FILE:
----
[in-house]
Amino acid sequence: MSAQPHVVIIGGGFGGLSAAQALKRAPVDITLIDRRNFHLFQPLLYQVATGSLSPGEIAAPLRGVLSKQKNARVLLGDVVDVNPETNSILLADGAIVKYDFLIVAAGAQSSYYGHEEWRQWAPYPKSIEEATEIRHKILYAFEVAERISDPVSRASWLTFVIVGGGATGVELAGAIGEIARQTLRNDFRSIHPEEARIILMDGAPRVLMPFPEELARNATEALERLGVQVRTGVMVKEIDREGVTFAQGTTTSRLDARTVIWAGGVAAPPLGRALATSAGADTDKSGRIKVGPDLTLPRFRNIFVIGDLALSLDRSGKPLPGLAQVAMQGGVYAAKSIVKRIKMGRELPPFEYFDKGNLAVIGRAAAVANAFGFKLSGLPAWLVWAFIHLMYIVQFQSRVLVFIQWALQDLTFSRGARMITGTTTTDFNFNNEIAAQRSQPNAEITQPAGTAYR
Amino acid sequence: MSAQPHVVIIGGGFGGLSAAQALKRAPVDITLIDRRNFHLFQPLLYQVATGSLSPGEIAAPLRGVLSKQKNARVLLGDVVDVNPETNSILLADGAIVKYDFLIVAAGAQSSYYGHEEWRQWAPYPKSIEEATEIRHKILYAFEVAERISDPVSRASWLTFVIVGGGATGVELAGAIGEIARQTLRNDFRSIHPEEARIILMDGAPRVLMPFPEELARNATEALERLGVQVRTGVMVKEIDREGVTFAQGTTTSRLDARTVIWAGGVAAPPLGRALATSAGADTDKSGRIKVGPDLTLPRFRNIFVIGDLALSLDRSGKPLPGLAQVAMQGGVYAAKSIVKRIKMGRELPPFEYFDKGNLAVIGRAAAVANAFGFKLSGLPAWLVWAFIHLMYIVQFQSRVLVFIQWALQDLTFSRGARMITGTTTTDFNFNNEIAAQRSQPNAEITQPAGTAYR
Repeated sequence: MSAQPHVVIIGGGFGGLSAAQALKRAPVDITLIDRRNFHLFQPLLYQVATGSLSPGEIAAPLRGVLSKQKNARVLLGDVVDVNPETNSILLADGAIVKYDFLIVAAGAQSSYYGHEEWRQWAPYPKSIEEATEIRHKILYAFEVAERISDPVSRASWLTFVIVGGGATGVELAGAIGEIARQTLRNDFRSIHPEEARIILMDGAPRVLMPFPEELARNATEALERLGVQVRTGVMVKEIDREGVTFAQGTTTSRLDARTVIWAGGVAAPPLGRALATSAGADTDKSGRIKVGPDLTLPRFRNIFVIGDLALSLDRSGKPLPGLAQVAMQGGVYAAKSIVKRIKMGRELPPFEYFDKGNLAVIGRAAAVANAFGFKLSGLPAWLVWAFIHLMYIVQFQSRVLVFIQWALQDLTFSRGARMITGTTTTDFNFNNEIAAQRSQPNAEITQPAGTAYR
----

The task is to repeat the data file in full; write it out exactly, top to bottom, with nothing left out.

[in-house]
Amino acid sequence: MSAQPHVVIIGGGFGGLSAAQALKRAPVDITLIDRRNFHLFQPLLYQVATGSLSPGEIAAPLRGVLSKQKNARVLLGDVVDVNPETNSILLADGAIVKYDFLIVAAGAQSSYYGHEEWRQWAPYPKSIEEATEIRHKILYAFEVAERISDPVSRASWLTFVIVGGGATGVELAGAIGEIARQTLRNDFRSIHPEEARIILMDGAPRVLMPFPEELARNATEALERLGVQVRTGVMVKEIDREGVTFAQGTTTSRLDARTVIWAGGVAAPPLGRALATSAGADTDKSGRIKVGPDLTLPRFRNIFVIGDLALSLDRSGKPLPGLAQVAMQGGVYAAKSIVKRIKMGRELPPFEYFDKGNLAVIGRAAAVANAFGFKLSGLPAWLVWAFIHLMYIVQFQSRVLVFIQWALQDLTFSRGARMITGTTTTDFNFNNEIAAQRSQPNAEITQPAGTAYR
Amino acid sequence: MSAQPHVVIIGGGFGGLSAAQALKRAPVDITLIDRRNFHLFQPLLYQVATGSLSPGEIAAPLRGVLSKQKNARVLLGDVVDVNPETNSILLADGAIVKYDFLIVAAGAQSSYYGHEEWRQWAPYPKSIEEATEIRHKILYAFEVAERISDPVSRASWLTFVIVGGGATGVELAGAIGEIARQTLRNDFRSIHPEEARIILMDGAPRVLMPFPEELARNATEALERLGVQVRTGVMVKEIDREGVTFAQGTTTSRLDARTVIWAGGVAAPPLGRALATSAGADTDKSGRIKVGPDLTLPRFRNIFVIGDLALSLDRSGKPLPGLAQVAMQGGVYAAKSIVKRIKMGRELPPFEYFDKGNLAVIGRAAAVANAFGFKLSGLPAWLVWAFIHLMYIVQFQSRVLVFIQWALQDLTFSRGARMITGTTTTDFNFNNEIAAQRSQPNAEITQPAGTAYR
Repeated sequence: MSAQPHVVIIGGGFGGLSAAQALKRAPVDITLIDRRNFHLFQPLLYQVATGSLSPGEIAAPLRGVLSKQKNARVLLGDVVDVNPETNSILLADGAIVKYDFLIVAAGAQSSYYGHEEWRQWAPYPKSIEEATEIRHKILYAFEVAERISDPVSRASWLTFVIVGGGATGVELAGAIGEIARQTLRNDFRSIHPEEARIILMDGAPRVLMPFPEELARNATEALERLGVQVRTGVMVKEIDREGVTFAQGTTTSRLDARTVIWAGGVAAPPLGRALATSAGADTDKSGRIKVGPDLTLPRFRNIFVIGDLALSLDRSGKPLPGLAQVAMQGGVYAAKSIVKRIKMGRELPPFEYFDKGNLAVIGRAAAVANAFGFKLSGLPAWLVWAFIHLMYIVQFQSRVLVFIQWALQDLTFSRGARMITGTTTTDFNFNNEIAAQRSQPNAEITQPAGTAYR